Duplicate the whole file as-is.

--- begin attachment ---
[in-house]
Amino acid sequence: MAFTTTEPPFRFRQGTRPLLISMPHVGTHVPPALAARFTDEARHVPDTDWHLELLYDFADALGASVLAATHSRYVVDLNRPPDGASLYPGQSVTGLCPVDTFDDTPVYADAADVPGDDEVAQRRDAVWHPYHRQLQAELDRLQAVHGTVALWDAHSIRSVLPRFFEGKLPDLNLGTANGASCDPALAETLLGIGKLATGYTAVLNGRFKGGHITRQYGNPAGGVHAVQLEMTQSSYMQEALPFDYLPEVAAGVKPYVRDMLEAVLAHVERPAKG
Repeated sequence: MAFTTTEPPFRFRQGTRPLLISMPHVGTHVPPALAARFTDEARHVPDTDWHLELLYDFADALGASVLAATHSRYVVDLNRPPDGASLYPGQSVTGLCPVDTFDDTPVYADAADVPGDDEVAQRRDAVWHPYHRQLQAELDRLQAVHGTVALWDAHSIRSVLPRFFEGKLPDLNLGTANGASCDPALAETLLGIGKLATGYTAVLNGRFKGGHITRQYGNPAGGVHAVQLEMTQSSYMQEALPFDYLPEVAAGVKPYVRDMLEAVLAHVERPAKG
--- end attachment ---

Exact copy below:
[in-house]
Amino acid sequence: MAFTTTEPPFRFRQGTRPLLISMPHVGTHVPPALAARFTDEARHVPDTDWHLELLYDFADALGASVLAATHSRYVVDLNRPPDGASLYPGQSVTGLCPVDTFDDTPVYADAADVPGDDEVAQRRDAVWHPYHRQLQAELDRLQAVHGTVALWDAHSIRSVLPRFFEGKLPDLNLGTANGASCDPALAETLLGIGKLATGYTAVLNGRFKGGHITRQYGNPAGGVHAVQLEMTQSSYMQEALPFDYLPEVAAGVKPYVRDMLEAVLAHVERPAKG
Repeated sequence: MAFTTTEPPFRFRQGTRPLLISMPHVGTHVPPALAARFTDEARHVPDTDWHLELLYDFADALGASVLAATHSRYVVDLNRPPDGASLYPGQSVTGLCPVDTFDDTPVYADAADVPGDDEVAQRRDAVWHPYHRQLQAELDRLQAVHGTVALWDAHSIRSVLPRFFEGKLPDLNLGTANGASCDPALAETLLGIGKLATGYTAVLNGRFKGGHITRQYGNPAGGVHAVQLEMTQSSYMQEALPFDYLPEVAAGVKPYVRDMLEAVLAHVERPAKG